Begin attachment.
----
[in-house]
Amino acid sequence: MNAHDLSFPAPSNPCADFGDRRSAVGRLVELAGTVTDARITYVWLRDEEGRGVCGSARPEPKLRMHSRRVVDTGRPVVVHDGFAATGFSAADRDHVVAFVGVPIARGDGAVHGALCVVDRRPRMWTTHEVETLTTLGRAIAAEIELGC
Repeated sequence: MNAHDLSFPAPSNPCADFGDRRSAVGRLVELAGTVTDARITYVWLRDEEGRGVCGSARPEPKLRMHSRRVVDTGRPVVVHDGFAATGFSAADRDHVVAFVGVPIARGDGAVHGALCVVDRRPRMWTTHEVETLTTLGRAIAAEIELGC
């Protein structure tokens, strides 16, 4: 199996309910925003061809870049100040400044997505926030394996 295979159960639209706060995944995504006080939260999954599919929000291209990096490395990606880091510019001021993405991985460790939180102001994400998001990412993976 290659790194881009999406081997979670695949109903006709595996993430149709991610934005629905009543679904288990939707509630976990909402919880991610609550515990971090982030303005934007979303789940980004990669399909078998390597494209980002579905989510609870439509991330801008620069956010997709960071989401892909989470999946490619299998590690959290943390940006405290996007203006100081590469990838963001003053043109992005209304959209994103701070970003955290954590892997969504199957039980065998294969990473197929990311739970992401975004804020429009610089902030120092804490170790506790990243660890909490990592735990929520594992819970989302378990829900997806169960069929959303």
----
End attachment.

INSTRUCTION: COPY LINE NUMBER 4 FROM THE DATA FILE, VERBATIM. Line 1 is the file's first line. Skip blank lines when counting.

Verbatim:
């Protein structure tokens, strides 16, 4: 199996309910925003061809870049100040400044997505926030394996 295979159960639209706060995944995504006080939260999954599919929000291209990096490395990606880091510019001021993405991985460790939180102001994400998001990412993976 290659790194881009999406081997979670695949109903006709595996993430149709991610934005629905009543679904288990939707509630976990909402919880991610609550515990971090982030303005934007979303789940980004990669399909078998390597494209980002579905989510609870439509991330801008620069956010997709960071989401892909989470999946490619299998590690959290943390940006405290996007203006100081590469990838963001003053043109992005209304959209994103701070970003955290954590892997969504199957039980065998294969990473197929990311739970992401975004804020429009610089902030120092804490170790506790990243660890909490990592735990929520594992819970989302378990829900997806169960069929959303």